I used to work for a giant computer company that had many layers of management. The big boss would tell one of his deputies what he wanted, who in turn would communicate it to one of the VPs, who would inform the director, who passed it along to the department head, and so on the message propagated until it reached us worker bees.
Got it – we’ll get it built.
Of course what we ended up developing wasn’t exactly what the president had in mind. Just like the children’s game of Whisper Down the Lane, errors accumulate in each “telling” of the message. We think we properly hear what the person said, and we act accordingly.
Independent of the countless hops incurred by a corporate communique or a child’s whispering game, there’s a purposeful fundamental precept in all forms of information exchange – conveying meaning. We have a message we want to pass along, and we use words to affect such understanding.
But all too often the message we think we’re transferring is not at all the message interpreted by the receiver. We need look no further than email.
I’ve lost count of the number of arguments, bruised egos, and broken relationships resulting from email messages that had completely divergent meanings for the sender and the recipient. Damage control becomes the norm, and more emails are required to patch the rift opened by the prior ones.
The problem, of course, is that the writer of the message has a clear understanding of what she is trying to articulate. Yet the recipient has her own filter by which she uses to process the message. And this certainly isn’t limited to email. In any form of communication, we write and speak with a very clear understanding of what is meant or intended by the message. But the person on the receiving end interprets via their own worldview.
A very popular form of conflict resolution – often leveraged in couples counseling – utilizes a technique known as active listening in which participants observe the speaker’s words, body language, and behavior following which they paraphrase back the message they believe was communicated. “What I think I heard you say was _____. Did I understand that correctly?”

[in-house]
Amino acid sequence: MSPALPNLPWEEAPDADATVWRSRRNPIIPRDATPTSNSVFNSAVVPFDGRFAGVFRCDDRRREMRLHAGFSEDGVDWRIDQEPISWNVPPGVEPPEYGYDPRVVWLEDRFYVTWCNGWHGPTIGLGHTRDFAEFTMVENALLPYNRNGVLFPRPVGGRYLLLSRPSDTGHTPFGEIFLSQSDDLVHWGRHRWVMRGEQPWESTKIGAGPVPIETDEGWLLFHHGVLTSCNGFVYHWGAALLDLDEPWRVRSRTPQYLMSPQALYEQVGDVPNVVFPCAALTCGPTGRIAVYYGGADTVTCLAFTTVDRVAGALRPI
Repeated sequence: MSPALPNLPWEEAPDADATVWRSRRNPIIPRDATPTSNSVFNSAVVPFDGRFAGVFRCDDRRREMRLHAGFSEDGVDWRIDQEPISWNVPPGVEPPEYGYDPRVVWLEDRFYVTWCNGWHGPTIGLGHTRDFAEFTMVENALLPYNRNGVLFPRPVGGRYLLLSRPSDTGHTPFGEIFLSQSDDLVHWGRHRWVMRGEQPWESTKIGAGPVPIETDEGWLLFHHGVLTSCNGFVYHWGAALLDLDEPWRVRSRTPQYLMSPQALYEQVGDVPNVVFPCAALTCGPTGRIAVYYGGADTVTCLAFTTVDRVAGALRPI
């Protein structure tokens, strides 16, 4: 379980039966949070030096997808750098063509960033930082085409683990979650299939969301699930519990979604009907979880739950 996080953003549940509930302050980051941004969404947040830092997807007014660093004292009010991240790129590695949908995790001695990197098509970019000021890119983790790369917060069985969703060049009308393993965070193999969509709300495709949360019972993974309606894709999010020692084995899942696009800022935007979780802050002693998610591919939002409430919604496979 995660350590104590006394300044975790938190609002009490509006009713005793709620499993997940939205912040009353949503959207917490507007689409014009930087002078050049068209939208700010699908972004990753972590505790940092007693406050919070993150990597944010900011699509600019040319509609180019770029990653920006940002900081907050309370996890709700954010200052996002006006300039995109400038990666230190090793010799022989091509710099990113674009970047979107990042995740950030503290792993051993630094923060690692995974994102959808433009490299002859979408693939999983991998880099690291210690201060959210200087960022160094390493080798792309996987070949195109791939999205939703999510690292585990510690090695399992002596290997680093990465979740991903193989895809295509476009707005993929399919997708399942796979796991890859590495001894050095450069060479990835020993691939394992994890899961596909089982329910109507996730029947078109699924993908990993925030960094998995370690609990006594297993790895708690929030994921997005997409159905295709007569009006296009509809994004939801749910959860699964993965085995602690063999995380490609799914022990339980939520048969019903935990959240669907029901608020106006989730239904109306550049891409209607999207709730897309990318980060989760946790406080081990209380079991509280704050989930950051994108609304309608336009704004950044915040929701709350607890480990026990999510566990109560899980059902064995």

This form of communication handshake can be quite effective at reducing misinterpretations, particularly when both participants are striving for clarity.
But the ultimate technique for understanding exactly what is being communicated is hearing (and seeing) through the mind of oneness. In fact, there are only two modes of message transmission: ego and spirit, and one of them can hardly be called communication.
The ego is against communication, except insofar as it is utilized to establish separateness rather than to abolish it. (T-4.VII.2)
The messages the ego transmits are little and limited, and so fragmented they are meaningless. (T-18.IX.2)
When we are joined with the spirit mind of oneness, we see beyond the limitations of the body, and recognize all messages as either an extension of love or a crying out for love.
Love’s messengers are gently sent, and return with messages of love and gentleness. The messengers of [the ego] are harshly ordered to seek out guilt, and cherish every scrap of evil and sin they can find. Perception cannot obey two masters, each asking for messages of different things in different languages. (T-19.IV.A.11)
Which master do we obey as we communicate throughout our daily lives? If we suffer from any aspect of sadness, depression, anger, anxiety, shame, lack, fear, or guilt – then we can be sure we are complying with the dictates of the ego. But that need not be.
Join us in Monday’s class where we will explore this concept of message transmission and how we can learn to hear (and experience) only love’s messengers:
They will see only the blameless and the beautiful, the gentle and the kind. Theirs are the messages of safety, for they see the world as kind. (T-19.IV.A.14)
I look forward to seeing you then.